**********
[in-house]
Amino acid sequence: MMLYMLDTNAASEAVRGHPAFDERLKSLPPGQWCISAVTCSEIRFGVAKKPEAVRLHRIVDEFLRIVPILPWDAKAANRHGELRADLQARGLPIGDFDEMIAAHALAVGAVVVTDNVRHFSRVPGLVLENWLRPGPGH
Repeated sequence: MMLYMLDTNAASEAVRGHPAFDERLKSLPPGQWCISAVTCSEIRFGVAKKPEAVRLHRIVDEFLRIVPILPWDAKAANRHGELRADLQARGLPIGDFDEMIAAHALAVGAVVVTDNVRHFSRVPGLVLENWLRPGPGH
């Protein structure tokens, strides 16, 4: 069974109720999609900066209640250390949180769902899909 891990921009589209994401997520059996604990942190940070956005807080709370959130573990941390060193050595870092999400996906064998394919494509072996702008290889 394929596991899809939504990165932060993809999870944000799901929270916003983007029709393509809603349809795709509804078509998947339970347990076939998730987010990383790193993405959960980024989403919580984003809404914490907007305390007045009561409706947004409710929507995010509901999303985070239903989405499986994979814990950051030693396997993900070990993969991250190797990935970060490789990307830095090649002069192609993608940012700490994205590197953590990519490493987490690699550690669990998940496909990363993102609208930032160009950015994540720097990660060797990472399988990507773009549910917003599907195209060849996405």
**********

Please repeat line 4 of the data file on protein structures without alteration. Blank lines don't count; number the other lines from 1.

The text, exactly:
């Protein structure tokens, strides 16, 4: 069974109720999609900066209640250390949180769902899909 891990921009589209994401997520059996604990942190940070956005807080709370959130573990941390060193050595870092999400996906064998394919494509072996702008290889 394929596991899809939504990165932060993809999870944000799901929270916003983007029709393509809603349809795709509804078509998947339970347990076939998730987010990383790193993405959960980024989403919580984003809404914490907007305390007045009561409706947004409710929507995010509901999303985070239903989405499986994979814990950051030693396997993900070990993969991250190797990935970060490789990307830095090649002069192609993608940012700490994205590197953590990519490493987490690699550690669990998940496909990363993102609208930032160009950015994540720097990660060797990472399988990507773009549910917003599907195209060849996405």